The U.S. Supreme Court recently issued a landmark ruling that overturns 40 years of precedent and ends compelled union dues for public employees. Now, a right leaning think tank is going a step further and mailing literature to make sure public employees in Ohio know they don’t have to pay into the union.
In July, the Ohio Democratic Party recognized a new union that was formed to represent campaign workers. Now, a few weeks before the election, that union is taking issue with the party, which has long leaned on labor to support its candidates.
Members of Congress left Capitol Hill and held a special meeting in Columbus on the national pension crisis. Pension plans for more than a million union workers and retirees are in danger of collapse if something isn’t done soon. More than 60,000 Ohio workers could be impacted.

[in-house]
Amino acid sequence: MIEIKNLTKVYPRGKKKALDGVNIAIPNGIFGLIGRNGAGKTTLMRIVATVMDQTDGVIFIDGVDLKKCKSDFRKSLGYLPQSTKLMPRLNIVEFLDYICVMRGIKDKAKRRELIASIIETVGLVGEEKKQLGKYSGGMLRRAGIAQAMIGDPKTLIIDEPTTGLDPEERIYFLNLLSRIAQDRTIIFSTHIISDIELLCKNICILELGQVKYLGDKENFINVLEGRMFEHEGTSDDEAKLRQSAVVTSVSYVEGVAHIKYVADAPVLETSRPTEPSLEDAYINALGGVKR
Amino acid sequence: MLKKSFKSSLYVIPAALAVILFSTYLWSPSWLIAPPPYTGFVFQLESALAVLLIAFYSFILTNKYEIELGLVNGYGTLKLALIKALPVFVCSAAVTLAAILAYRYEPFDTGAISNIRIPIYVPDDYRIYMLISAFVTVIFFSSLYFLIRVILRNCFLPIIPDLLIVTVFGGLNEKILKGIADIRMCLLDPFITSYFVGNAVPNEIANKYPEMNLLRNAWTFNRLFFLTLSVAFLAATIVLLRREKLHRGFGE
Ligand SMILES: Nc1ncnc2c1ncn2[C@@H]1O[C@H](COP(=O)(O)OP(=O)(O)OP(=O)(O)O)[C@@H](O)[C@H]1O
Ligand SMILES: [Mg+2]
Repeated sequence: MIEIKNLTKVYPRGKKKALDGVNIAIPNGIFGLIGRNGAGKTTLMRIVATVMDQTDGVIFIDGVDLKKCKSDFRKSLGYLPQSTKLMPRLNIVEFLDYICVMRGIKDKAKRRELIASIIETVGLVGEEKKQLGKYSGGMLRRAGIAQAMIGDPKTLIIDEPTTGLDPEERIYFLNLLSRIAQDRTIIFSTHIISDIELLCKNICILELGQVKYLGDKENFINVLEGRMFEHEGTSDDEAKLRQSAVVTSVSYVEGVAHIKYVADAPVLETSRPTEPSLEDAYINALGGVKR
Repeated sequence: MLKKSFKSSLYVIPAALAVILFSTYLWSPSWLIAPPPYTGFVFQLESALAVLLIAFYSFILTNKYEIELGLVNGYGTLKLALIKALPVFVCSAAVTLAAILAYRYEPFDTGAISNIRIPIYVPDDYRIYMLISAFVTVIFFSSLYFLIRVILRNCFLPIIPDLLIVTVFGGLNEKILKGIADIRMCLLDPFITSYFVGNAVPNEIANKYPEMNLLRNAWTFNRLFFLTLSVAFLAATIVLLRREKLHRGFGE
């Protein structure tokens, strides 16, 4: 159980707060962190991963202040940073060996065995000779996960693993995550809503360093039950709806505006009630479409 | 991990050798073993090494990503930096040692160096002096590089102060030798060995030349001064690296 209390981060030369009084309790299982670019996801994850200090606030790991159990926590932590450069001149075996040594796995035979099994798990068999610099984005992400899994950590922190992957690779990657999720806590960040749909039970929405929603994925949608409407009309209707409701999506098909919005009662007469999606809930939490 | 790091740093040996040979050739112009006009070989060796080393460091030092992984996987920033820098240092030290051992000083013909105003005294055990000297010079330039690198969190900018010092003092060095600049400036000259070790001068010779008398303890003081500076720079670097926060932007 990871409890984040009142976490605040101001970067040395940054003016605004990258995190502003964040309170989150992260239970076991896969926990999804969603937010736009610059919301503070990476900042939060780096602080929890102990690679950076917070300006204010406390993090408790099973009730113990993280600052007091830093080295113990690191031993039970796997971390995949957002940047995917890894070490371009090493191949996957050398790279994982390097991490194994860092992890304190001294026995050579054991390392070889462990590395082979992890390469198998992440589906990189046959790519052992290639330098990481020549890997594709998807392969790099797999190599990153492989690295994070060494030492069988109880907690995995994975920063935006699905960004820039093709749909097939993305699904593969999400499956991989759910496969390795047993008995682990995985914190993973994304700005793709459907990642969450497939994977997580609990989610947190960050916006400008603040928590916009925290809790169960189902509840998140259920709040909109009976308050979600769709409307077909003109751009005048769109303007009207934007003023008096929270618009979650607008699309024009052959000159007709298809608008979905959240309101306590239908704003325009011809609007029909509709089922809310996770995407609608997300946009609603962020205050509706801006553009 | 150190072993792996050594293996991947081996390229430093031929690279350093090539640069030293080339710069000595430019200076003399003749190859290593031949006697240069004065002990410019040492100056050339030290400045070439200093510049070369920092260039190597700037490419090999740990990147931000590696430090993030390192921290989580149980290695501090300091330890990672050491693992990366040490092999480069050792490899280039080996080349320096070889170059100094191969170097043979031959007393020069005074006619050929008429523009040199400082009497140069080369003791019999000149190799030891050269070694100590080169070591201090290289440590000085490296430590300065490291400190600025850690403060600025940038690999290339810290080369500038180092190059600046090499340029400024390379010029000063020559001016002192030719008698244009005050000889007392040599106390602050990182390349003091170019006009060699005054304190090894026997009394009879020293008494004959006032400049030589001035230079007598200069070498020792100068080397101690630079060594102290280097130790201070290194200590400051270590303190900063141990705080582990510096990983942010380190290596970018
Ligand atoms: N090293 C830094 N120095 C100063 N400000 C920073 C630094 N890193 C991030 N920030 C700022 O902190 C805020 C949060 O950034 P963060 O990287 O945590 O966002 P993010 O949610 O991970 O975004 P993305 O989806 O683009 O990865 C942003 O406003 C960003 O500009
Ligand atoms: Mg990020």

The U.S. Supreme Court ruling on union laws caused a national stir and sent a shock wave to labor groups in Ohio. Some Republican lawmakers have been trying to pass bills around unions and collective bargaining for years. According to the top Senate leader, now they no longer have to, in regards to the public sector.
In each of the last two legislative sessions, at least one Republican lawmaker has introduced a bill that would change the rules for union dues and membership for public employees. But there are questions about whether this latest so-called “right to work” effort has a chance of passing this time.
This year’s US Senate race has brought the Republican incumbent an endorsement some see as unusual – the backing of the Teamsters Union. But the Democrat in the race says there’s a story behind the endorsement.